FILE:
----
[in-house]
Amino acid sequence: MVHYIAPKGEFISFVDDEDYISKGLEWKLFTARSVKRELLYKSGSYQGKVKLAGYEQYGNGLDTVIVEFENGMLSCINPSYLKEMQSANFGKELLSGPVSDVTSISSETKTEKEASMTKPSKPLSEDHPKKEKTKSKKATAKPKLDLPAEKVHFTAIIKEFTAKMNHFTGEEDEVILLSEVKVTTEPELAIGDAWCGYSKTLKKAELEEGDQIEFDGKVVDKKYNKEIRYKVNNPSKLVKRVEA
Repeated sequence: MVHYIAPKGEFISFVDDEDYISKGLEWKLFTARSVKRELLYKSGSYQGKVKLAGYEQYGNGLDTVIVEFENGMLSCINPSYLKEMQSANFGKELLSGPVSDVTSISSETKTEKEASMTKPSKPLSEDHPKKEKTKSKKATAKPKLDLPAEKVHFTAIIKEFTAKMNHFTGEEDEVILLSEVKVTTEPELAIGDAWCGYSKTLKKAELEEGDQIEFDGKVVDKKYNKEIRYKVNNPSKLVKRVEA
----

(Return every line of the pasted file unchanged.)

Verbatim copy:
[in-house]
Amino acid sequence: MVHYIAPKGEFISFVDDEDYISKGLEWKLFTARSVKRELLYKSGSYQGKVKLAGYEQYGNGLDTVIVEFENGMLSCINPSYLKEMQSANFGKELLSGPVSDVTSISSETKTEKEASMTKPSKPLSEDHPKKEKTKSKKATAKPKLDLPAEKVHFTAIIKEFTAKMNHFTGEEDEVILLSEVKVTTEPELAIGDAWCGYSKTLKKAELEEGDQIEFDGKVVDKKYNKEIRYKVNNPSKLVKRVEA
Repeated sequence: MVHYIAPKGEFISFVDDEDYISKGLEWKLFTARSVKRELLYKSGSYQGKVKLAGYEQYGNGLDTVIVEFENGMLSCINPSYLKEMQSANFGKELLSGPVSDVTSISSETKTEKEASMTKPSKPLSEDHPKKEKTKSKKATAKPKLDLPAEKVHFTAIIKEFTAKMNHFTGEEDEVILLSEVKVTTEPELAIGDAWCGYSKTLKKAELEEGDQIEFDGKVVDKKYNKEIRYKVNNPSKLVKRVEA